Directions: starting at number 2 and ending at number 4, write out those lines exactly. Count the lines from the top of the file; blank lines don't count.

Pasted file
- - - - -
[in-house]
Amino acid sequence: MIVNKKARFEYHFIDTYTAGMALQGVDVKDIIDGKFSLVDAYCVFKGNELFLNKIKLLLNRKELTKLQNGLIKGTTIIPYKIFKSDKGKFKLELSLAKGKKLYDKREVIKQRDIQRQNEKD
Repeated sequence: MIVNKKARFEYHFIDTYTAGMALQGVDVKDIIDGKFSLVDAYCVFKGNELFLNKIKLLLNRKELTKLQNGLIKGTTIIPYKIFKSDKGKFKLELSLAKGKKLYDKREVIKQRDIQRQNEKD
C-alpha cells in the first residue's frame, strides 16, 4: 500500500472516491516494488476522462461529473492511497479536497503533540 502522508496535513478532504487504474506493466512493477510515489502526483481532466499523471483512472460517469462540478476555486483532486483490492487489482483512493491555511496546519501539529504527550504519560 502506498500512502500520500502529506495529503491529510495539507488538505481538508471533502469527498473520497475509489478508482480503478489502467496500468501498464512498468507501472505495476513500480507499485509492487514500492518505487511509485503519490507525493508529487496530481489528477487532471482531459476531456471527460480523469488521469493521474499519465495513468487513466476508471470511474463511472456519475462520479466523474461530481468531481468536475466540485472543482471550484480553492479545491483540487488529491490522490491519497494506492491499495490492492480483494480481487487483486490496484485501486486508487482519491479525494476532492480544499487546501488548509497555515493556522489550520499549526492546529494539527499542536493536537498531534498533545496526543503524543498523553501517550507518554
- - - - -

Amino acid sequence: MIVNKKARFEYHFIDTYTAGMALQGVDVKDIIDGKFSLVDAYCVFKGNELFLNKIKLLLNRKELTKLQNGLIKGTTIIPYKIFKSDKGKFKLELSLAKGKKLYDKREVIKQRDIQRQNEKD
Repeated sequence: MIVNKKARFEYHFIDTYTAGMALQGVDVKDIIDGKFSLVDAYCVFKGNELFLNKIKLLLNRKELTKLQNGLIKGTTIIPYKIFKSDKGKFKLELSLAKGKKLYDKREVIKQRDIQRQNEKD
C-alpha cells in the first residue's frame, strides 16, 4: 500500500472516491516494488476522462461529473492511497479536497503533540 502522508496535513478532504487504474506493466512493477510515489502526483481532466499523471483512472460517469462540478476555486483532486483490492487489482483512493491555511496546519501539529504527550504519560 502506498500512502500520500502529506495529503491529510495539507488538505481538508471533502469527498473520497475509489478508482480503478489502467496500468501498464512498468507501472505495476513500480507499485509492487514500492518505487511509485503519490507525493508529487496530481489528477487532471482531459476531456471527460480523469488521469493521474499519465495513468487513466476508471470511474463511472456519475462520479466523474461530481468531481468536475466540485472543482471550484480553492479545491483540487488529491490522490491519497494506492491499495490492492480483494480481487487483486490496484485501486486508487482519491479525494476532492480544499487546501488548509497555515493556522489550520499549526492546529494539527499542536493536537498531534498533545496526543503524543498523553501517550507518554